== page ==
And you know what? Maybe he’s right. The numbers are there (and backed by Nate Silver as well), voters in general tend to be better off than the general population, and, well, the working class includes disproportionate numbers of blacks and Hispanics who are generally Democrats. So Democrats remain the party of the poor…but the thing is, they’re also the party of the well-educated, and that means that they attract a lot of rich voters as well. There’s a reason that Democrats have been able to pull even with Republicans in campaign spending despite their traditional disadvantage. So, if Democrats represent both the top and the bottom of the income ladder in their coalition, then where does that leave us, class-wise? Now, one answer is to ditch the class distinctions altogether, and focus on the identitarian issues that divide Democrats from Republicans, with the former representing women, blacks, Hispanics, gays, and others who value cosmopolitanism and tolerance as opposed to the hidebound cultural conservatism that animates the GOP. And while these are all important features to help shape the Democrats and help define our values moving forward, I think there’s still something left that can be mined out of the old Marxist narrative of differing economic interests.

At this point, I think an illuminating piece from March of 2016 by Rod Dreher over at The American Conservative helps offer a different model for understanding economic debate in a globalized world. We understand issues of trade as a conflict between the rich and the working class, where the workers lose their manufacturing jobs to foreign competition, while the one percent pocket the difference, but there’s more to it than that. First, as any free trade advocate will tell you, the reduction in wages suffered by the manufacturing workers will be made up for by lower prices on consumer goods. I have reservations about this model that I’ll share some other time, but let’s just go with it. The point is that trade and globalization will disproportionately hurt some workers, but other members of the same economic class might prove to be beneficiaries of these processes instead. Dreher cites a Weekly Standard expose on the political changes in France brought about by globalization. A money line from this is: “Why would you expect Paris to have a middle class? Paris’ prospects have improved because it has specialized…[T]he jobs that the middle class used to do all over France – manufacturing, mostly – are best done elsewhere.” The key here isn’t a decline in manufacturing, but a relocation of it.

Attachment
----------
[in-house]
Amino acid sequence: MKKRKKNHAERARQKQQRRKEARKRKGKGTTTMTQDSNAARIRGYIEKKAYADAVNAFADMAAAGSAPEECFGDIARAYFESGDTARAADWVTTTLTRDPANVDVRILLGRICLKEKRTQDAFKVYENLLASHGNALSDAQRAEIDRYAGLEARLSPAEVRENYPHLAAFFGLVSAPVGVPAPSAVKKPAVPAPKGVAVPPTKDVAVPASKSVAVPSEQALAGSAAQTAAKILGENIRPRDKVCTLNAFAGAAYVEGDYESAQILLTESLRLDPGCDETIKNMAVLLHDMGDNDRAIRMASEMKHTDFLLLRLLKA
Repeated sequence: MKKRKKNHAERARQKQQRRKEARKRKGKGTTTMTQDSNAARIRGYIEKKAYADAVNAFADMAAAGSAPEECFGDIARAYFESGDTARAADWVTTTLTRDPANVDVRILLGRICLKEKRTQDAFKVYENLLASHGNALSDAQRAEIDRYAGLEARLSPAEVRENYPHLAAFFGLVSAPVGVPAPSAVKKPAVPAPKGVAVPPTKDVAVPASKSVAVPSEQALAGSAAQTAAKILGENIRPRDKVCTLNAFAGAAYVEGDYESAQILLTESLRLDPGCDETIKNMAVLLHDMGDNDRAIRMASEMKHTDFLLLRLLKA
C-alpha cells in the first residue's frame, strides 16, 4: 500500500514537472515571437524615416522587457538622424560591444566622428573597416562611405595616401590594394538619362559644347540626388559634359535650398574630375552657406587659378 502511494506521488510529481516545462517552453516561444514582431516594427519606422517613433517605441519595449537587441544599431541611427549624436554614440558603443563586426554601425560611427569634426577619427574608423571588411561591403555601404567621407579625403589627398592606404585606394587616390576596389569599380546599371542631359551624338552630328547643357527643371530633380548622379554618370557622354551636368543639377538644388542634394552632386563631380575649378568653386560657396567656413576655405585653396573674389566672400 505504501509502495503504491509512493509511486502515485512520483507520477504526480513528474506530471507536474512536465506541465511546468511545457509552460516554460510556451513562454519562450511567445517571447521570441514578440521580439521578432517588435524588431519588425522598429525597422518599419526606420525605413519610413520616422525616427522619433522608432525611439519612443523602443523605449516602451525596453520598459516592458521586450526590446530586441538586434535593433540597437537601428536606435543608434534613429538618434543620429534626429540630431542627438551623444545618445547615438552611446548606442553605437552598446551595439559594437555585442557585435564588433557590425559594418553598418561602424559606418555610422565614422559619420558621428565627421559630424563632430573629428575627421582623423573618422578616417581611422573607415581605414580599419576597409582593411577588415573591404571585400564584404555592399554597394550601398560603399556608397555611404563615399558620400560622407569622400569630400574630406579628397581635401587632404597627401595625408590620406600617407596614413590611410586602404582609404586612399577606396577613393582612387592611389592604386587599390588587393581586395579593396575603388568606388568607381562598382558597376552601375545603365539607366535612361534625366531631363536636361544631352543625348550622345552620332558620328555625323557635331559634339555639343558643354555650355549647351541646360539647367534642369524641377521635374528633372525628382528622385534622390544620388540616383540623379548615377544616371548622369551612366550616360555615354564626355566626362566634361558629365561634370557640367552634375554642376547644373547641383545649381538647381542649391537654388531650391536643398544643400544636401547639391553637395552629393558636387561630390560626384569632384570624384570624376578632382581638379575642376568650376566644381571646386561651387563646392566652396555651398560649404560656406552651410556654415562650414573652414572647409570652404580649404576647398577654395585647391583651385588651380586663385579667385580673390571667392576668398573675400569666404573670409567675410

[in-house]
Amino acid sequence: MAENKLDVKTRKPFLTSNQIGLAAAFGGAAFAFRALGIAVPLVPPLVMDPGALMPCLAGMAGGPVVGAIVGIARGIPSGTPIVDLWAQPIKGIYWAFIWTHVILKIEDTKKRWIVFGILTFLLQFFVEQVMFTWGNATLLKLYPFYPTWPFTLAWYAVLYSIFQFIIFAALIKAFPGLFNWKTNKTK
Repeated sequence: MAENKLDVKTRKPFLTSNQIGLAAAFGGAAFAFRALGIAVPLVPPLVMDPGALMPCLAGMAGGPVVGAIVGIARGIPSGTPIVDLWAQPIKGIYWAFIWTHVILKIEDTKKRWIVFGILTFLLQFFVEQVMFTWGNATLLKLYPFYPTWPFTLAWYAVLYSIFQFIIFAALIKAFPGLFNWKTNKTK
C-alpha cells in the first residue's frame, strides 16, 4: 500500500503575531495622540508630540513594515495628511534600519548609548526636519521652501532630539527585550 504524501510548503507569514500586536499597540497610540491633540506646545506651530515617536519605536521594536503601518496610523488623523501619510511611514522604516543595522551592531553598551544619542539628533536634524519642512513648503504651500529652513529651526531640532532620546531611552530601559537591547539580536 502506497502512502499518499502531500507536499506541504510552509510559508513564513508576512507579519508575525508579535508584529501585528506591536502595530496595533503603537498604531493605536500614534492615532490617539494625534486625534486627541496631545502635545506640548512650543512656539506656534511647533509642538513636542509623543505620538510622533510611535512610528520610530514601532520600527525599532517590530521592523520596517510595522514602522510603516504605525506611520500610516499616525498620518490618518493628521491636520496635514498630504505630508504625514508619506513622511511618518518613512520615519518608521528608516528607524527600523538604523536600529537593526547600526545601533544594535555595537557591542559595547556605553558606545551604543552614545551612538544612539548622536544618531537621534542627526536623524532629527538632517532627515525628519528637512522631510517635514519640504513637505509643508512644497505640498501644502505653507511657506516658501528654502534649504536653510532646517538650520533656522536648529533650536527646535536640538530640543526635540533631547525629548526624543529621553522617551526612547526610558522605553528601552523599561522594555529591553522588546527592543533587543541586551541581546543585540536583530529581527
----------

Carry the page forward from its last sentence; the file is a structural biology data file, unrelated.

Some other time I’ll talk about demographic sorting, but what matters for right now is that American society, like French society, has segregated itself. Why couldn’t Democrats retake the House of Representatives in 2012 despite winning more Congressional votes? Gerrymandering, yes, but also because Democratic voters are concentrated in cities and university towns. This includes both the rich and educated members of the coalition as well as poor minorities. What do these groups have in common? They’re the ones for whom globalization works. And this is borne out by the numbers, too: don’t let Sanders’ campaign or Hillary Clinton’s about-face on the TPP fool you, Democrats actually favor free trade by large margins now. What matters in American politics now isn’t class, or even necessarily race, but geography. I said I’d explain my free trade reservations later, but one thing that needs to be understood right now is that its cheerleaders only consider net good for a society that trades. The problem is that the benefits tend to be more diffuse, but the damage is concentrated – just ask the Rust Belt. Trump’s voters aren’t poor, per se, but they’re the losers in globalization, and doing bad isn’t as bad as doing worse than you were in the past.

So, where does that leave us terms of helping out the communities that are being hit hard by trade and other economic forces? To be honest, I don’t know. Trump hasn’t lifted a finger to help them out so far, and neither have other Republicans. The irony is that their communities are, if anything, overrepresented in Congress, but it doesn’t matter because their elected representatives were co-opted by global interests decades ago. Maybe we do need a Sanders figure to reach out to them, but that’s just a campaign measure, and it still doesn’t address the original question of what Democrats stand for going forward. We can be the Party of Globalization’s winners, and we can be the Party of the Poor in theory, but to really honor the spirit of the second title, we do need to give some thought to globalization’s losers, too. It’s the liberal thing to do.